Standard disclaimer: This is one of those “how to overcome an incredibly geeky tech problem which has been bedeviling me forever” posts. It’s meant as a virtual breadcrumb for anyone who faces a similar issue. If you find it and it helps, please give it a “like”. If this isn’t the sort of thing that interests you, by all means skip on to the next comic, music, or pop culture-related post.
Anyone who’s ever done Windows Forms coding knows what a pain in the nether regions it’s been to get windows and type to properly handle monitors with different resolutions. (I wrote about it years ago here)
Things got substantially better with the introduction of .Net Framework 4.7.2, which started to make it possible to properly scale things when you had multiple monitors with different resolutions. Still, there were certain actions–such as dragging a screen from a hi-res 4K monitor set to 150% magnification to a regular monitor set at 100%, that would give results like this:
…when dragged to the adjacent 1080p monitor, whose display scaling was set to 100%. Note the sea of white space at the right and bottom. This occurs even when there is no program code to setup the window.
Worse, when dragging the window back to the original monitor, the white space remains–or even grows (in some cases, enough so that repeatedly dragging the window back and forth fills the entire screen).
Granted, it’s possible to manually compute your own window scaling factors, and resize and scale every element as necessary whenever the form was moved, but this is beyond tedious in practice–and it makes dragging forms around both slow and ugly to boot. You also need to test that you’ve handle any screen DPI switches that happen simply when the user switches up their display settings in the control panel–another can of worms.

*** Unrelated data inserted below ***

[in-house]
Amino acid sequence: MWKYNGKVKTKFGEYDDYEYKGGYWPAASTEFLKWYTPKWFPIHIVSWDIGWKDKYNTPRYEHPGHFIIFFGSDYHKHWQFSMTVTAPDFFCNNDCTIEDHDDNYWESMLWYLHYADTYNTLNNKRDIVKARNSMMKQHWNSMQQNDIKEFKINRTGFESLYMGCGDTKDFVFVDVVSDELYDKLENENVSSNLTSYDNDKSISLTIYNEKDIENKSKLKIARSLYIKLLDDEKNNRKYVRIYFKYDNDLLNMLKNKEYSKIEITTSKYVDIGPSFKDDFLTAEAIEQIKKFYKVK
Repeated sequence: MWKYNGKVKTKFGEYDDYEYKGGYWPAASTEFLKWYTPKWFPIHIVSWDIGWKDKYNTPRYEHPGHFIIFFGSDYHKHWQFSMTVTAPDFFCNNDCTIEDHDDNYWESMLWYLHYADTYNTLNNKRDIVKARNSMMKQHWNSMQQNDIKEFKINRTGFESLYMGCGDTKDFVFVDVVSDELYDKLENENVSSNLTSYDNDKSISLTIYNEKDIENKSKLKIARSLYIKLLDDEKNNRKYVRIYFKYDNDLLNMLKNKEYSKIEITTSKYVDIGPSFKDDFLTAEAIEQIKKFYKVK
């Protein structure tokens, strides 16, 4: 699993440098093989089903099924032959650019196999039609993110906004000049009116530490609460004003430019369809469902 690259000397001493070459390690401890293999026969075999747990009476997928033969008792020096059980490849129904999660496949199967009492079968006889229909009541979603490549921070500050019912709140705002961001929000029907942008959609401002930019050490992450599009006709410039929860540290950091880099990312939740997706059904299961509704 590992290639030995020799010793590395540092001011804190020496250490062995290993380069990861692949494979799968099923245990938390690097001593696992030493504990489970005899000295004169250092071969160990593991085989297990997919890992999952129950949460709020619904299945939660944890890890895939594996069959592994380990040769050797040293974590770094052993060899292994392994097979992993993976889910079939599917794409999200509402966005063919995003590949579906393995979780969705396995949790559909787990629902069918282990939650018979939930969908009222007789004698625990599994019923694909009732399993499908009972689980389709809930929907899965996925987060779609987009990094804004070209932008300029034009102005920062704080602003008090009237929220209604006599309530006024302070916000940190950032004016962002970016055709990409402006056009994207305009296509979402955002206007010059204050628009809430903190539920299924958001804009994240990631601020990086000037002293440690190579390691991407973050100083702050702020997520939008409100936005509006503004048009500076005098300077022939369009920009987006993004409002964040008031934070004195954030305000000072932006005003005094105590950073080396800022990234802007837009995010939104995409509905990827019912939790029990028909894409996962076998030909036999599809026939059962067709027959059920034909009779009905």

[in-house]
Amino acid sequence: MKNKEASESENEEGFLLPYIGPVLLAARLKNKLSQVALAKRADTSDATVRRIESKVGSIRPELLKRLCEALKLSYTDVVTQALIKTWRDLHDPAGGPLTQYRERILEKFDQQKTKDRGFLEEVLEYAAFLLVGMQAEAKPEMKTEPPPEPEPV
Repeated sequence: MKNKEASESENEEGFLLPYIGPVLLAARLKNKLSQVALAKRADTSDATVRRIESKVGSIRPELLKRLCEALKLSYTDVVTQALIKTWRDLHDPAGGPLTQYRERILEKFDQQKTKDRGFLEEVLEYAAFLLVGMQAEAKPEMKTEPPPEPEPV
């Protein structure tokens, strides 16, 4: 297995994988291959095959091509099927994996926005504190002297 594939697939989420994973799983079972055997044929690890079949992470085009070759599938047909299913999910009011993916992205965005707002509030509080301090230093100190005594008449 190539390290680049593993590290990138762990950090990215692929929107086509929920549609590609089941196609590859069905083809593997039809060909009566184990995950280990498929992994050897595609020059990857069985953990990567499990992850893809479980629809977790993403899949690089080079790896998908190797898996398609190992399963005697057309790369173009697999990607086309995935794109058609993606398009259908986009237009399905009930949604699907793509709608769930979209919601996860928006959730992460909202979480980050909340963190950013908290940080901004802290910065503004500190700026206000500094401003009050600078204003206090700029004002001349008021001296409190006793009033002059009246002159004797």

Setting both monitors to the same scaling factor removes the problem, but that’s also not really a solution.
So what is the solution? It turns out it’s two things: one of which makes sense, the other which appears to be a bug in .Net’s rendering algorithm.
- The default setting of any Windows form’s “AutoSizeMode” property is “GrowOnly”. This needs to be overridden on every form to be “GrowAndShrink”.
- The culprit behind the growing white space, however, was the anchor property of the bottom buttons(!). One might reasonably assume that since the action buttons are meant to be placed dependent on the position of the lower-right of the window, that anchoring them to the bottom-right of the form makes sense. (This is exactly what you’d do if the window was capable of resizing: you’d always want the buttons to ride at the bottom-right of the form).
The bug apparently comes, however, in that setting the buttons to be anchored to the bottom right of the form messes up .Net’s calculation of how large the form should be when moved between windows of different dpi/scale. .Net seems to effectively scale up the form according to the old dpi setting, peg its boundaries at where the anchored items would be, then re-lay it out according to the new monitor’s dpi–leaving the white space you see there.
The solution? On any fixed size form, avoid anchoring any elements to the bottom or right of the form.
It took a long time to figure out what was going on and fix it. Now I just have to check over about a jillion dialogs and forms in ComicBase, and my next Livestream (which inevitably involves showing something on my secondary monitor which was dragged over from my 4K primary monitor) should go a little smoother…